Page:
7. Preparing a Team – Core Skills • Efficient Use of WWW Browser and Search Engine (e.g. Google) • Intelligent Selection of “Keywords” for Searches • Use of “Operators” to Narrow Searches (e.g. “and”, “or”, etc.) • Extraction of Numeric Data from Tables or Text (Manual Transcription) • Familiarity with www.noaa.gov Domain • Construction of (Non Password Protected) Team Web Site – Optional • Efficient Use of Spreadsheet Tools for Charting of Numeric Data • Construction of Data Tables • Familiarity with Chart Types and Sub-Types • Proper Insertion of Titles, Axis Labels, and Legends • Follow Instructions Carefully in Problem Statement • • Use of Word Processor for Short Answer Questions (Up to Five) • Basic Word Processing (Advanced Features Not Required) • Data Entry of Short Answers… Complete Sentences Not Required • Ability to Copy & Paste Source URLs from Web Browser to Word Processor

  8. Common Challenges in Compute This! Exams • Multiple Web Searches Required to Find Quantitative Data • Quantitative Data Buried Deep in a Large Data Table • Reading Required to Locate Quantitative Data or Short Answers • Mathematical Calculation or a Conversion of Units Required • Use of Calendars/Dates to Determine Age of People or Events • Mature, Unflappable Test-Takers are the Medalists in Compute This! • Student Constructed Web Sites Can Greatly Assist in Preparation

  9. Coaching Hints – Strategies for Success • Conduct Tryouts Across a Broad Range of Students • Don’t Prejudge Success or Failure • This is as Much of a Quantitative Data (Math) Event as a Computing Event • In Division B, Student Maturity is a Key Factor (i.e. 8th and 9th Graders) • Note: Mastery of NOAA Subject Matter is Not a Pre-Requisite… the Ability Search & Graph WWW Data Is. Topical Familiarity Can Help, However. • Hold Structured Practice Sessions • Develop Practice Problems in a Format Similar to Today’s Examples • Conduct Practices in a Computing Lab, if Possible (Simulate Competition) • Expect 2-3 Hours of Coaching Prep for Each Hour of Team Practice • Idea: Spreadsheet-competent Parent or Math/Tech Instructor as Coach • Emphasize Neatness and Attention to Detail on Spreadsheet Graphics (i.e. Label Axes and Data Points, Use Correct Units of Measure, etc.) • Develop a Time Budget and Role Sharing Strategy for the Team – The Objective is to Maximize Points Earned During a 50 Minute Competition • Practice and Disciplined Time Management are Keys to Success!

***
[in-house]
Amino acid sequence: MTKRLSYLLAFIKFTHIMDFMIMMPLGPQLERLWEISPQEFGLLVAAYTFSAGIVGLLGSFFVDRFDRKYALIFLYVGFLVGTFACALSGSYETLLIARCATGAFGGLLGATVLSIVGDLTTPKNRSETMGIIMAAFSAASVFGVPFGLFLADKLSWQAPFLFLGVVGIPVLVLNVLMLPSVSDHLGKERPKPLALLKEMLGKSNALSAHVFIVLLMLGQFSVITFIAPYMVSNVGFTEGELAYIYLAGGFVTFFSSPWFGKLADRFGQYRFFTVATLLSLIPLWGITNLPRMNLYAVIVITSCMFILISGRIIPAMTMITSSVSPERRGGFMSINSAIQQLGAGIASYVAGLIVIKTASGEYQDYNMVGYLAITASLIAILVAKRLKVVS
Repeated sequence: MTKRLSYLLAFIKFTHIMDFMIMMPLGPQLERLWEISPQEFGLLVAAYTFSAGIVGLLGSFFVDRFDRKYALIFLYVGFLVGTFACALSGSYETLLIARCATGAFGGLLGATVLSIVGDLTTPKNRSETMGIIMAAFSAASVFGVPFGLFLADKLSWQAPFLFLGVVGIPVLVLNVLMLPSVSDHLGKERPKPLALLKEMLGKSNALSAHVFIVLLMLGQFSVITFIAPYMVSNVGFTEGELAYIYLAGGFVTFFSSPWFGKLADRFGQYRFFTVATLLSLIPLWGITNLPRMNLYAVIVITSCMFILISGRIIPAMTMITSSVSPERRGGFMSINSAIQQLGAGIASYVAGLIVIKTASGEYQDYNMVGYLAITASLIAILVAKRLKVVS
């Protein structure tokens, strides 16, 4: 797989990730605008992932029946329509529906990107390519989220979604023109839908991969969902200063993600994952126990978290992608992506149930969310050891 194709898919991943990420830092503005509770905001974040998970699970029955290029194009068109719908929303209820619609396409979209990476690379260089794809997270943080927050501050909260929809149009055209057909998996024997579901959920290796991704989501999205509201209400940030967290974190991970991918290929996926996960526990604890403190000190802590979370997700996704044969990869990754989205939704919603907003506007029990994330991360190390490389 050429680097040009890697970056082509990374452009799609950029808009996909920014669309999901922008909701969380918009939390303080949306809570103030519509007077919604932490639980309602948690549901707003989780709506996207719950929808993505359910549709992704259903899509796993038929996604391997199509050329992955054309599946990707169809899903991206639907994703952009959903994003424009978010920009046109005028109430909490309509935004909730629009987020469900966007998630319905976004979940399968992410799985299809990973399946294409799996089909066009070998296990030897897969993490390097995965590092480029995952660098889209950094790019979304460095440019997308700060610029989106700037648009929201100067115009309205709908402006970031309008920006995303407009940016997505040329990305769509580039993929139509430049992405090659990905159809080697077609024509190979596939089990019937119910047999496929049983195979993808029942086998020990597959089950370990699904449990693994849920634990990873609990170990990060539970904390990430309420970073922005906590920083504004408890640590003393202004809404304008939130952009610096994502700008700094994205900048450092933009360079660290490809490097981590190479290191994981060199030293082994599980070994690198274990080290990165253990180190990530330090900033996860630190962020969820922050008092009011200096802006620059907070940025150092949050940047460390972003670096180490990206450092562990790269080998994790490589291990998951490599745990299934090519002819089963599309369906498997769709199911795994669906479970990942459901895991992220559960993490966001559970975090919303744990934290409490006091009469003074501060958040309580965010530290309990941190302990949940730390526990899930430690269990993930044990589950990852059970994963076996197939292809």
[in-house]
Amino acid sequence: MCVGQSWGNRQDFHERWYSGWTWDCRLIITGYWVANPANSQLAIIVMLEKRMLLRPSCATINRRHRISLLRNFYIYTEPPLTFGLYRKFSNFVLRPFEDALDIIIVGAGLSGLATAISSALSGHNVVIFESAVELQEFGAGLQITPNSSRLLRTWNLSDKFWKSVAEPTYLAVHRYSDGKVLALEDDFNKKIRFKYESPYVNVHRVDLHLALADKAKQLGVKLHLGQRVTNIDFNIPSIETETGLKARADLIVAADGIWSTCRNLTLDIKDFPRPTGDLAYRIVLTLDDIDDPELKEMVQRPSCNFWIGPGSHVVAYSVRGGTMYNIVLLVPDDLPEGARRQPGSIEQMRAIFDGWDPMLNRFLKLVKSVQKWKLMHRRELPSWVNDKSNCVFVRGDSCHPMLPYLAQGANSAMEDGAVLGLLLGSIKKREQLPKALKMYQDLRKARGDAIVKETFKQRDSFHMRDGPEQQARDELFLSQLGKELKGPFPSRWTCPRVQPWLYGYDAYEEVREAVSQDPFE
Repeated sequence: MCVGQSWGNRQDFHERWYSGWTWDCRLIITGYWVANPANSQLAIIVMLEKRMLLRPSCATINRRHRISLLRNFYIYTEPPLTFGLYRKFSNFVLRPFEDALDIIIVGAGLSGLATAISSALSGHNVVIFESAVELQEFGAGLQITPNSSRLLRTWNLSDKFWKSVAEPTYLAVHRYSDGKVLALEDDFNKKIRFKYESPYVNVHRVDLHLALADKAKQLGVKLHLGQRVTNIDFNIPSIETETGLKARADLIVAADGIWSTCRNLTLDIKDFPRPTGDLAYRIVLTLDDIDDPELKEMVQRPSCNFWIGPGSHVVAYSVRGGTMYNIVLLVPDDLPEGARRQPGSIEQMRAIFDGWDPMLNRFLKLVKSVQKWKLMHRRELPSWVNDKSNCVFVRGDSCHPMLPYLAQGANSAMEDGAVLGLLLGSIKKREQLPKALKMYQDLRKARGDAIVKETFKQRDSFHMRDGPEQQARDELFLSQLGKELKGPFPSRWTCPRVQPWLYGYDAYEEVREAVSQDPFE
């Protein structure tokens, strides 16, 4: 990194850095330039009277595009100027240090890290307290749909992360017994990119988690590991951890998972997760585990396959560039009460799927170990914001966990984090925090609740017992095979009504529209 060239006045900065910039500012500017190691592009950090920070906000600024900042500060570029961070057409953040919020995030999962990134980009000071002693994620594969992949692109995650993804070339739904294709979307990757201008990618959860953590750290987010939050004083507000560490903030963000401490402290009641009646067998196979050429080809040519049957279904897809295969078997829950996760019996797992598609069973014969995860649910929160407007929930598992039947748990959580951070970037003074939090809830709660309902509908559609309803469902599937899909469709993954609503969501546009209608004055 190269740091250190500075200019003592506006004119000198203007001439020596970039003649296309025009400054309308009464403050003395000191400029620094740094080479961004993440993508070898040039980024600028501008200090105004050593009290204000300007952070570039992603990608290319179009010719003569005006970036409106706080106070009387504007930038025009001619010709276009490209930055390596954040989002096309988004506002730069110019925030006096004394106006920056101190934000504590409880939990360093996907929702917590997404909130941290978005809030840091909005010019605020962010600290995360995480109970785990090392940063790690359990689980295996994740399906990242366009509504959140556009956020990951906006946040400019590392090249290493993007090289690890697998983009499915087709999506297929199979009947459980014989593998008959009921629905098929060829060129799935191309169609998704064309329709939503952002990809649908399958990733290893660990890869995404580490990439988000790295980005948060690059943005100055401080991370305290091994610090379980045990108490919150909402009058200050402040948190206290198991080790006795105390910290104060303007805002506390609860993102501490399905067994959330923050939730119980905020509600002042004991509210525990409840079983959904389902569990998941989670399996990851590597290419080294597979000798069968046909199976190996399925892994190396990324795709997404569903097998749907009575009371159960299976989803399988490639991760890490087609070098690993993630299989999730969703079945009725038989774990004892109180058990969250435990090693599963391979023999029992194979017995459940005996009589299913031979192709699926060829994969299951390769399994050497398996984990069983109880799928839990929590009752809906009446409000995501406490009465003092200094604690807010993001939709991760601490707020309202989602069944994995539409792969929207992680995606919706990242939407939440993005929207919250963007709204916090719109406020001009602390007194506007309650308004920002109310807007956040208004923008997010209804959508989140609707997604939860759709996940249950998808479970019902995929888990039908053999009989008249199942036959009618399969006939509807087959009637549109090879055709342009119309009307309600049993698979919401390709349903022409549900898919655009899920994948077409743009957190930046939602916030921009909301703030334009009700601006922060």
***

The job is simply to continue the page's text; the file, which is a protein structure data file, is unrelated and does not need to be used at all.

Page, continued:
10. Day of the Event • When you are actually in the room taking the exam there are some very important things to consider as you work through the task: • Read the Directions including the rubric (once, twice, its worth the time) Your proctor may even give a reading period and you need to use it. • Identify the problems that may take longer and also the problems that you can solve quickly. You do not have to create your graph and data table before the questions. These questions are generally half your score and may be much easier to find and possibly even lead you to find the major data for your graph. This is why you should read the rubric if its provided and know the point scale...sometimes you can even get points for a blank graph that has an appropriate title. • Don't Panic and get as many points as you can in the time allotted. If you have practiced searching for data and know excel you will do fine. • if a search isn't working change the terms...a good rule of thumb was that if there was nothing in the first three results, move on with new search terms. • Use your partner, because the person sitting next to you can think of new search terms, write down data to be transferred, etc. Your partner can also be especially useful in reading directions and making sure you didn't miss anything (this is key for graphs--as the proctor may want data in alphabetical order or something that is not always typical) • Know your partner and work well with them having an enemy as a partner is not going to be helpful • Read everything on the exam sheet make sure you do not forget to put on data labels or put it in alphabetical order or specific font types and formatting your answer sheet. This especially applies to the graph portion of the test. You do not want to lose points for stuff that if you read the exam could have been done quickly and easily.

  11. Helpful Links • Study Sites: • Excel 2007 • Excel tutorial • Google Guide • Microsoft Excel tutorials • Practice Questions • 2003 Nationals Test • Compute This 2006 -1 • Compute This 2006 -2 • Compute This 2006 -3 • New England Landing • Pinot Noir Grape Harvest • Tree Rings